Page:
The 67-year-old has worked remotely over the past few weeks from his Novo-Ogaryovo residence outside Moscow, chairing meetings with officials by video conference.
But on Monday, Putin held talks with the general director of Russian Railways, Oleg Belozerov, at the Kremlin, his office says.
A spokesman says he does not know if Putin would be returning to work full time in the Kremlin.
According to his official schedule, Putin was last in the Kremlin on May 9 for celebrations of the 75th anniversary of the end of World War II.
Health Ministry infectious diseases official Dr. Tal Brosh tells the Ynet news site that there appears to be a growing phenomenon of people showing symptoms of COVID-19 refusing to be tested because they are afraid of the results.
It’s unclear if the trend is connected to the upcoming holiday of Shavuot. There were reports of a similar phenomenon in the lead-up to Passover as some were worried about having to spend the holiday alone.
Brosh says the low number of new confirmed daily infections is encouraging and says the ministry is prepared to respond to a second outbreak.
He also appears to criticize officials for not yet reopening train service. “I don’t understand why the trains are not running. There are risks with everyone and I don’t see any big difference between a bus and a train regarding this.”
Joe Biden has made his first in-person appearance in more than two months on Monday, as he marked Memorial Day by laying a wreath at a veterans park near his Delaware home.
Since abruptly canceling a March 10 rally in Cleveland at the onset of the coronavirus pandemic, the presumptive Democratic presidential nominee has waged much of his campaign from his home in Wilmington. When Biden emerged on Monday, he wore a face mask, in contrast to President Donald Trump, who has refused to cover his face in public as health officials recommend.
Biden and his wife, Jill, laid a wreath of white flowers tied with a white bow, and bowed their heads in silence at the park.
The appearance was a milestone in a presidential campaign that has largely been frozen by the coronavirus outbreak. While the feasibility of traditional events such as rallies and the presidential conventions are in doubt, Biden’s emergence suggests he will not spend the nearly five months that remain until the election entirely at home.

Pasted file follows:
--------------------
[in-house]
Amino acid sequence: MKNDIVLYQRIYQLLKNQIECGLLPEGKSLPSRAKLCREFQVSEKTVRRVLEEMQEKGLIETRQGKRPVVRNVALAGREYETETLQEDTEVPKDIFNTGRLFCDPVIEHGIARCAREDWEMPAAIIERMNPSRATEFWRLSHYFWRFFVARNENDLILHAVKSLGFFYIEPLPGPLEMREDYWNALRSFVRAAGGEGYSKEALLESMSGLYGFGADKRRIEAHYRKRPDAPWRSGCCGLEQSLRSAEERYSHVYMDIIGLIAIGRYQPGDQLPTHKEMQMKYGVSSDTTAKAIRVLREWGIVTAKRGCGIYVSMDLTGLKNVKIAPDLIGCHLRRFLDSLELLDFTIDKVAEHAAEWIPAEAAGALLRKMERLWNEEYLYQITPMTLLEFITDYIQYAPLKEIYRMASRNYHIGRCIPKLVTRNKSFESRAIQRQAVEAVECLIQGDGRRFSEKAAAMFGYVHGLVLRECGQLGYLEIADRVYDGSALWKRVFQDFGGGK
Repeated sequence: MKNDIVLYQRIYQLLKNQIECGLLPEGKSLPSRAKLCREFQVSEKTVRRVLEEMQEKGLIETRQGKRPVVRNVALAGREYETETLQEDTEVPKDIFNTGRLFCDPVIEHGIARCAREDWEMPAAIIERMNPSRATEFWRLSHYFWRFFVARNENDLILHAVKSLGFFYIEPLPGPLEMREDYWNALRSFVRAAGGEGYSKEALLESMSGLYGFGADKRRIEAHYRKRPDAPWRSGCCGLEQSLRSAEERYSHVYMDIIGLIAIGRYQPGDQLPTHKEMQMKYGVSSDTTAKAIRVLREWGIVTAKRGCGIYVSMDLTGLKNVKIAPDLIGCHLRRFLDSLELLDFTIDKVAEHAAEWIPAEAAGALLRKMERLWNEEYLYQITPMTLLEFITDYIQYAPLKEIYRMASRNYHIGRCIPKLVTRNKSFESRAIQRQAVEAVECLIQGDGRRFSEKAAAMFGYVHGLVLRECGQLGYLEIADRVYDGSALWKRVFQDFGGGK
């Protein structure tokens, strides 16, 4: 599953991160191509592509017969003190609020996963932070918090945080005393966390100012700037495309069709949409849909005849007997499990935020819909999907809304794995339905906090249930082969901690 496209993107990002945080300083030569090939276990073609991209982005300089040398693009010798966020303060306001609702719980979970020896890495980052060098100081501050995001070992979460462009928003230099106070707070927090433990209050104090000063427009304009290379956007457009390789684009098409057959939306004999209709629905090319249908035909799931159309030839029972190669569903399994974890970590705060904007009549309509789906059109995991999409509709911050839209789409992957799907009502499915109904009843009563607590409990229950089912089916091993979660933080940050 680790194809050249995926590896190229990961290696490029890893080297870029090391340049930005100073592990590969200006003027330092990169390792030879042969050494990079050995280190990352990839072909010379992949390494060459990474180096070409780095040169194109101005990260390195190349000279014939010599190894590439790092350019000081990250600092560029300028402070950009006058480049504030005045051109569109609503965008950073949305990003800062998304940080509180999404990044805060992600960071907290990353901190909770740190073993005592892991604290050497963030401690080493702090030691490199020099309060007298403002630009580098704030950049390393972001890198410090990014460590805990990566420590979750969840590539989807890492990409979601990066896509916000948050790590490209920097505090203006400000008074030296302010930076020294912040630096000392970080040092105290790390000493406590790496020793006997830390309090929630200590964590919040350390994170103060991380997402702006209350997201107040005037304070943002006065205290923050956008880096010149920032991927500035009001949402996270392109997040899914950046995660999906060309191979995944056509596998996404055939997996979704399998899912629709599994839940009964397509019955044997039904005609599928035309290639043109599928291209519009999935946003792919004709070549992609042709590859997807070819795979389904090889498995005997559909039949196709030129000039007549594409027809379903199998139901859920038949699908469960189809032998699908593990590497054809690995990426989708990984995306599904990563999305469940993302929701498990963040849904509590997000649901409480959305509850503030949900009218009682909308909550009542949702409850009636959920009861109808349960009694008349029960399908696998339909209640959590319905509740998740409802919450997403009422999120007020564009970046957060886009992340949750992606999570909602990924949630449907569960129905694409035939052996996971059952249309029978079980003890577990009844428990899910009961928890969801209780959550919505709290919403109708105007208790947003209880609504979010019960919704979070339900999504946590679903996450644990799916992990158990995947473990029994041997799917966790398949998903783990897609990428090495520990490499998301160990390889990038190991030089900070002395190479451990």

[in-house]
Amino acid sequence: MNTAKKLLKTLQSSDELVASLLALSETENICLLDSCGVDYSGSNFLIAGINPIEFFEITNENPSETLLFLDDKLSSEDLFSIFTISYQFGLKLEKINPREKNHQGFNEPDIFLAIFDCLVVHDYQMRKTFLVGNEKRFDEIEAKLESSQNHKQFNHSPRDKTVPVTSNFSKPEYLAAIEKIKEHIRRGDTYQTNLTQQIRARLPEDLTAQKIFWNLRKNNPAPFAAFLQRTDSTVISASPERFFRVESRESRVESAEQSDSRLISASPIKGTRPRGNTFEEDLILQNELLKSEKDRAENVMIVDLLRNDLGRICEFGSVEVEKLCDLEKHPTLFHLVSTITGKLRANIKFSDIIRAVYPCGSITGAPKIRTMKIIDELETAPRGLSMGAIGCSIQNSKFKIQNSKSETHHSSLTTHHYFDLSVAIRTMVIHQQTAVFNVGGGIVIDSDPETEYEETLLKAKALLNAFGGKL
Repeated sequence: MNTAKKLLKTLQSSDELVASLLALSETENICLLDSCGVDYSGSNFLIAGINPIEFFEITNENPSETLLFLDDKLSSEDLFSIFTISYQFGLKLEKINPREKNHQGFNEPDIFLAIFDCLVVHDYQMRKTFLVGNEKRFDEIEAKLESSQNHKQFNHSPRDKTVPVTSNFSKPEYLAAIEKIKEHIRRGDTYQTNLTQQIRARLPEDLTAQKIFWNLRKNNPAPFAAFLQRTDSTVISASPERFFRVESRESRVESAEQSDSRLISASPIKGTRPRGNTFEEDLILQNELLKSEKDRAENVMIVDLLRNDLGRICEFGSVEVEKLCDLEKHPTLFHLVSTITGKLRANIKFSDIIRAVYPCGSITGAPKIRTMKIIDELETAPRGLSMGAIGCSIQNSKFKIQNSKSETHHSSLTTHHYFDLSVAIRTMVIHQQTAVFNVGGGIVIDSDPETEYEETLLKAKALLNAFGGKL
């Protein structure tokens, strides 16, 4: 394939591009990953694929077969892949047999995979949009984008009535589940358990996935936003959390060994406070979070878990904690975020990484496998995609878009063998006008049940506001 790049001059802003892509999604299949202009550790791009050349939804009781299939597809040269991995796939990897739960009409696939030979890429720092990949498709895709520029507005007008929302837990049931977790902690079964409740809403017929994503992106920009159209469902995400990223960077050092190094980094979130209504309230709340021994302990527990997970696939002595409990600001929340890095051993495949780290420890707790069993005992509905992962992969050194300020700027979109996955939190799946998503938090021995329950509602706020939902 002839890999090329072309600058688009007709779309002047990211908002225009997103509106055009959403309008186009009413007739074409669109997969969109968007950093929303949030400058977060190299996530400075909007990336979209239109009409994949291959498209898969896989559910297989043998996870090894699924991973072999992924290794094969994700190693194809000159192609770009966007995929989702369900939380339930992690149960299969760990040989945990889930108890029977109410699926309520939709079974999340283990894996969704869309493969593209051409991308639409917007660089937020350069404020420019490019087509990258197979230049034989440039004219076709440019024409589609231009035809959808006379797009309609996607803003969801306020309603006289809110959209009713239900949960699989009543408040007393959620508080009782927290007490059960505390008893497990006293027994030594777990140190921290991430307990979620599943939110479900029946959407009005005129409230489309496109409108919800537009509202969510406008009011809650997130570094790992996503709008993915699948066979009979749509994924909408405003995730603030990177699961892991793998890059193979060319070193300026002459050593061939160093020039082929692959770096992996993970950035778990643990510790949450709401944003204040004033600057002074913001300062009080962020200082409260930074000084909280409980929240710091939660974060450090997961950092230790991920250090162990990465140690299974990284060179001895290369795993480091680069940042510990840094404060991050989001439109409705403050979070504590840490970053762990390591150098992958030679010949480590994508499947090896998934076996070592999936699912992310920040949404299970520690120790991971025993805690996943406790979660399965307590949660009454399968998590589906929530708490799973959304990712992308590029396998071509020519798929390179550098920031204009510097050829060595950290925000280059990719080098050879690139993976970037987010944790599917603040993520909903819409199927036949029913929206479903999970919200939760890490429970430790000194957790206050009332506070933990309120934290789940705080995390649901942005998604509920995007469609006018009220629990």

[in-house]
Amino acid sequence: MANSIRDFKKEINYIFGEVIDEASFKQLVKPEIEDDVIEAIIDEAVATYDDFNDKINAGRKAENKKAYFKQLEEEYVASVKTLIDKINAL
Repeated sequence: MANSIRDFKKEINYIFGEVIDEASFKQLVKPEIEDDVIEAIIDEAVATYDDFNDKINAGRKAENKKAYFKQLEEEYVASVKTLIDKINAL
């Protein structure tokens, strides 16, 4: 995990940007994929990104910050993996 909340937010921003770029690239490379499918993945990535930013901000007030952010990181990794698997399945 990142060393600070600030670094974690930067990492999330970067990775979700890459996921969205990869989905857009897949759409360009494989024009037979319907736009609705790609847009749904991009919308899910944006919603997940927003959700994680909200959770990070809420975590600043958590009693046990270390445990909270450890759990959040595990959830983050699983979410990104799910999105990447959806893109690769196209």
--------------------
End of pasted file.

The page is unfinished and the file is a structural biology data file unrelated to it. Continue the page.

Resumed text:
UK Prime Minister Boris Johnson’s aide Dominic Cummings says he was in an “exceptional situation” and broke no rules when he drove 250 miles (400 km) to his parents’ house during a nationwide lockdown.
In an exceptionally rare televised statement, Cummings gave a detailed account of his movements in late March and early April, which have caused an intense political storm.
Cummings said he traveled so that extended family could care for his 4-year-old son if he and his wife, who were infected with the coronavirus, both fell ill.
His trip came after the government imposed a strict “stay home” order, and Cummings is being accused of flouting the rules he helped impose on the rest of the country.
Cummings insisted that “the rules … allowed me to exercise my judgment.”
He said “I don’t regret what I did,” though he acknowledged that “reasonable people” might disagree with his actions.
The World Health Organization says that it will temporarily drop hydroxychloroquine — the malaria drug US President Trump said he is taking — from its global study into experimental COVID-19 treatments, saying that its experts need to review all available evidence to date.
In a news briefing on Monday, WHO director-general Tedros Adhanom Ghebreyesus says that in light of a paper published last week in the Lancet, that showed people taking hydroxychloroquine were at higher risk of death and heart problems than those that were not, there would be “a temporary pause” on the hydroxychloroquine arm of its global clinical trial.
“This concern relates to the use of hydroxychloroquine and chloroquine in COVID-19,” Tedros said, adding that the drugs are accepted treatments for people with malaria or auto-immune diseases.
Last month, Israel imported millions of doses of hydroxychloroquine from India, despite questions over its efficacy or safety, and despite the fact that locally-based Teva is a manufacturer of the drug.
The government said it had done so just in case the drug turned out to help against the coronavirus, though it has apparently not done so with other promising treatments.
Other treatments in the study, including the experimental drug Remdesivir and an HIV combination therapy, are still being pursued.
— with AP
The Health Ministry confirms two new deaths from the coronavirus on Monday, the first fatalities in five days, bringing the death toll to 281.
It says there were 17 new cases since Sunday night, and 2,146 cases remain active.
The number of people on ventilators is down to 29, a decrease of five from the evening before.
41 people remain in serious condition.